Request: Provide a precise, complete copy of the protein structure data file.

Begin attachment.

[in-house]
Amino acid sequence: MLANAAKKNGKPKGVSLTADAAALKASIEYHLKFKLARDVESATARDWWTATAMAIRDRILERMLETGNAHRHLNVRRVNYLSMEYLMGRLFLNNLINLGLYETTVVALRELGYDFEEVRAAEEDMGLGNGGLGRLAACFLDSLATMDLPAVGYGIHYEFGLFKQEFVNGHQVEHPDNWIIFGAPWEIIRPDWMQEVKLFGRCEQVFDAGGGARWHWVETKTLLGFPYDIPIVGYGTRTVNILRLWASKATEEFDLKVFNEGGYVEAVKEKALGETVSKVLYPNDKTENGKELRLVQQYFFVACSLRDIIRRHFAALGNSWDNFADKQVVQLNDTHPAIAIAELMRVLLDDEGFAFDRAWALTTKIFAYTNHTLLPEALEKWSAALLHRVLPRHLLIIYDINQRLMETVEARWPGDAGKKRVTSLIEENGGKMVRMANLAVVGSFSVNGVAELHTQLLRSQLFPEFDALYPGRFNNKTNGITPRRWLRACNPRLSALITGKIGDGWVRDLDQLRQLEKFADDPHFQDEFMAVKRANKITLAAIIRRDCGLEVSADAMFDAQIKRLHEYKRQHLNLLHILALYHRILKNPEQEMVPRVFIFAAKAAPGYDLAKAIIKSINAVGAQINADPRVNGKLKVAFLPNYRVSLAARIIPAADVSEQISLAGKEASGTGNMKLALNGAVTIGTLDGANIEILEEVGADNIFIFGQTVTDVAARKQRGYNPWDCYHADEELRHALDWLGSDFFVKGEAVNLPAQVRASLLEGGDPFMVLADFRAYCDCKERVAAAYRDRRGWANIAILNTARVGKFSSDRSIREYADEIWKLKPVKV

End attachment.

[in-house]
Amino acid sequence: MLANAAKKNGKPKGVSLTADAAALKASIEYHLKFKLARDVESATARDWWTATAMAIRDRILERMLETGNAHRHLNVRRVNYLSMEYLMGRLFLNNLINLGLYETTVVALRELGYDFEEVRAAEEDMGLGNGGLGRLAACFLDSLATMDLPAVGYGIHYEFGLFKQEFVNGHQVEHPDNWIIFGAPWEIIRPDWMQEVKLFGRCEQVFDAGGGARWHWVETKTLLGFPYDIPIVGYGTRTVNILRLWASKATEEFDLKVFNEGGYVEAVKEKALGETVSKVLYPNDKTENGKELRLVQQYFFVACSLRDIIRRHFAALGNSWDNFADKQVVQLNDTHPAIAIAELMRVLLDDEGFAFDRAWALTTKIFAYTNHTLLPEALEKWSAALLHRVLPRHLLIIYDINQRLMETVEARWPGDAGKKRVTSLIEENGGKMVRMANLAVVGSFSVNGVAELHTQLLRSQLFPEFDALYPGRFNNKTNGITPRRWLRACNPRLSALITGKIGDGWVRDLDQLRQLEKFADDPHFQDEFMAVKRANKITLAAIIRRDCGLEVSADAMFDAQIKRLHEYKRQHLNLLHILALYHRILKNPEQEMVPRVFIFAAKAAPGYDLAKAIIKSINAVGAQINADPRVNGKLKVAFLPNYRVSLAARIIPAADVSEQISLAGKEASGTGNMKLALNGAVTIGTLDGANIEILEEVGADNIFIFGQTVTDVAARKQRGYNPWDCYHADEELRHALDWLGSDFFVKGEAVNLPAQVRASLLEGGDPFMVLADFRAYCDCKERVAAAYRDRRGWANIAILNTARVGKFSSDRSIREYADEIWKLKPVKV